2. Assuring proper attention to issues on which progessives need to fight. Although white men can be genuinely concerned and well-informed about women's and minorities' issues, it may be the case that, in this particular instance, the Saving Our Democracy conference speakers are not such white men. If so, that's bad - assuming that such issues are within the scope of the conference. Pollitt has apparently looked at the list of topics to be addressed, and complains that "you have no one to specifically address reproductive rights, abortion rights, the rollback of feminist gains, 'family values' as an attack on women, or the specific role of gender politics in the rise of the Christian and Republican right." Those issues are all extremely important ones, but there isn't time to address them at every conference, any more than a gathering of progressives would automatically be worthless if it didn't address the war. 'Saving Our Democracy' sounds to me like a gathering for the purpose of discussing vote suppression, Ken Blackwell's antics, lawless presidents, rubber stamp Congresses, and the like. A glance at the agenda suggests that they're going somewhat beyond that narrow scope, but, jeez, it's a single day, just eight hours with a lunch break. They don't have any environmental speakers, either, and no session on unions or free trade or gay marriage, but no one thinks progressives don't care about the environment or labor or globalization or gay rights. I fervently hope that every progressive conference need not turn into yet another rally where so many causes must be heard that the point of the rally is diluted or lost.

3. Winning elections. 'Maybe this is why we don't win elections', Katha? Come on. Be serious. We lose elections for a variety of reasons, starting with our inferior numbers, but failure to include more women, or to address gender politics on the Christian right, at a New York City conference organized by the Nation Institute isn't one of them. Is there any plausible arugment that conservatives steal votes from conservatives because progressives fail to identify themselves as the side of feminism and civil rights? I can't think of one. Franke-Ruta implies that it's more a matter of rallying the base, since women volunteers and voters are critical to Democratic electoral chances - and, to be fair, she and Pollitt and Jervis seem to be saying that the real issue is that women's issues are routinely overlooked, and that this conference is emblematic of a larger trend. And it's true that if progressives always fail to address women's issues, women may eventually fail to mobilize, or bother to get out to vote, for progressives - but we're a long way from a country in which women voters don't see a difference on women's issues, and therefore go with conservatives thanks to their strong stances on economic/security/etc. issues. I realize some people are annoyed that the Democrats aren't as uniformly pro-choice as they once were, but no sentient person fails to understand that the Democratic party is far more sympathetic to abortion rights than the GOP. The difference between Kerry and Bush was as stark as we've had in twenty years, and progressive women hardly needed to be reminded who to work and vote for - and Bush still won. More generally, I just don't think it's true that progressives don't give attention to birth control and abortion rights - maybe not as much as we should, but not so little that doing more would mean victory at the polls. And several of the other issues Jervis and Pollitt seek attention to - feminism? 'Social Justice'? Gender analysis of the Christian right? Mainstream voters are not sympathetic to progressive stands on those issues and we shouldn't tell ourselves otherwise. We should talk about those issues on their merits, because we're progressives and we care about them, but not because talking about them = winning elections.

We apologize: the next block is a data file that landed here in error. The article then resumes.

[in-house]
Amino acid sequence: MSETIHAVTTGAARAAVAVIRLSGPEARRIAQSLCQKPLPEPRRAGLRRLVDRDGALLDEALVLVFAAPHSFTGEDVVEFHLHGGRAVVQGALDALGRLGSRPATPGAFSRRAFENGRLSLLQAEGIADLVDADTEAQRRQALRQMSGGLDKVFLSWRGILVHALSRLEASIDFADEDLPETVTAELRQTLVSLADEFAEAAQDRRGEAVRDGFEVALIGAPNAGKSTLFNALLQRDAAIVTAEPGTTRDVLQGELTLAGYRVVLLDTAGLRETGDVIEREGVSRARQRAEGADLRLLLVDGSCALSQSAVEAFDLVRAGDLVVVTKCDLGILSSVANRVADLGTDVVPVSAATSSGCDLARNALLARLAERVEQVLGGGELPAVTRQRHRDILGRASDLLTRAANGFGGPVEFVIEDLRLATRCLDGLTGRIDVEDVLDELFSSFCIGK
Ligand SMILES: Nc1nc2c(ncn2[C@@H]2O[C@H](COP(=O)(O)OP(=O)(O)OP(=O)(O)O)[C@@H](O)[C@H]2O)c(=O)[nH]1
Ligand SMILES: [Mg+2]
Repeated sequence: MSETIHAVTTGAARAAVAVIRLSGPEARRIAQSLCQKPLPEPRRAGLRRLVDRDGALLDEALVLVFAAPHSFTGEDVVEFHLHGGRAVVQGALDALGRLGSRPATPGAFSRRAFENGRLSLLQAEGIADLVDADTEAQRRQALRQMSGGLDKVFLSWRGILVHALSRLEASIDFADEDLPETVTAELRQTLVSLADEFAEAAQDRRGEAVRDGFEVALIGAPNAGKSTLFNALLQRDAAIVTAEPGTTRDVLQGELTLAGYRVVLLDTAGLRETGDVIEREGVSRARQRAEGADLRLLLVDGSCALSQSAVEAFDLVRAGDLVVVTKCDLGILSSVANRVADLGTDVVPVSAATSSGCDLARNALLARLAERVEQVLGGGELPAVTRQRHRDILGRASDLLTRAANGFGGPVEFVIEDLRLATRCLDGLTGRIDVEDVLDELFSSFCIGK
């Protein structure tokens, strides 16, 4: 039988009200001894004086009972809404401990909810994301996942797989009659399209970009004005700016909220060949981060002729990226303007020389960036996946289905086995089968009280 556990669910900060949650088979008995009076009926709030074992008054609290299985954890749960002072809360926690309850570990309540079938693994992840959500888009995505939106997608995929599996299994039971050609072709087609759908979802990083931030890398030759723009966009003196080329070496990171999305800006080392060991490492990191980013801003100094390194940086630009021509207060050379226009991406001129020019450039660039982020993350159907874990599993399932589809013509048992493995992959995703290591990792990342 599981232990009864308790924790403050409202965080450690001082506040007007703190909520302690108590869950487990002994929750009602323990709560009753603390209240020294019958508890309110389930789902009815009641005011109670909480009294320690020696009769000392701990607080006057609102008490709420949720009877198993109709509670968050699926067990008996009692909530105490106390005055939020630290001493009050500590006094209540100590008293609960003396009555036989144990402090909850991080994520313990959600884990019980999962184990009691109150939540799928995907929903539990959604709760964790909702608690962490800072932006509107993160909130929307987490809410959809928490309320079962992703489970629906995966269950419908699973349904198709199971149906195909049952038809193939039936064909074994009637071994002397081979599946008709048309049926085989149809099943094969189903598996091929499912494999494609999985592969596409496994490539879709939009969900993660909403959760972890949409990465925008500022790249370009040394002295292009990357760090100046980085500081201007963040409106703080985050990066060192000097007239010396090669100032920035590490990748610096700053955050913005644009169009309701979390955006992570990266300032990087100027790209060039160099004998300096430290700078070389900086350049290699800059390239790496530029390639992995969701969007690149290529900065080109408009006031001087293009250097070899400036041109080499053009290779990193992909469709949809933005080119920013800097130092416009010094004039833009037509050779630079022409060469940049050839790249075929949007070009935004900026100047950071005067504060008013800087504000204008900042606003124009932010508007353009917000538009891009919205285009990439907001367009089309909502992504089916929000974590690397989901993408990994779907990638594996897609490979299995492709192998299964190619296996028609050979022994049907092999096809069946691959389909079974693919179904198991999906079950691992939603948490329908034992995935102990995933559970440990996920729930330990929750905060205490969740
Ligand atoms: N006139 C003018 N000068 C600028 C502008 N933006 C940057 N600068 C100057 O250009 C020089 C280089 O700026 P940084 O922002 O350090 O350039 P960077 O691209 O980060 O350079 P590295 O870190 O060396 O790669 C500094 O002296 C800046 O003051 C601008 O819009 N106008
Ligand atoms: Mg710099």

No comments: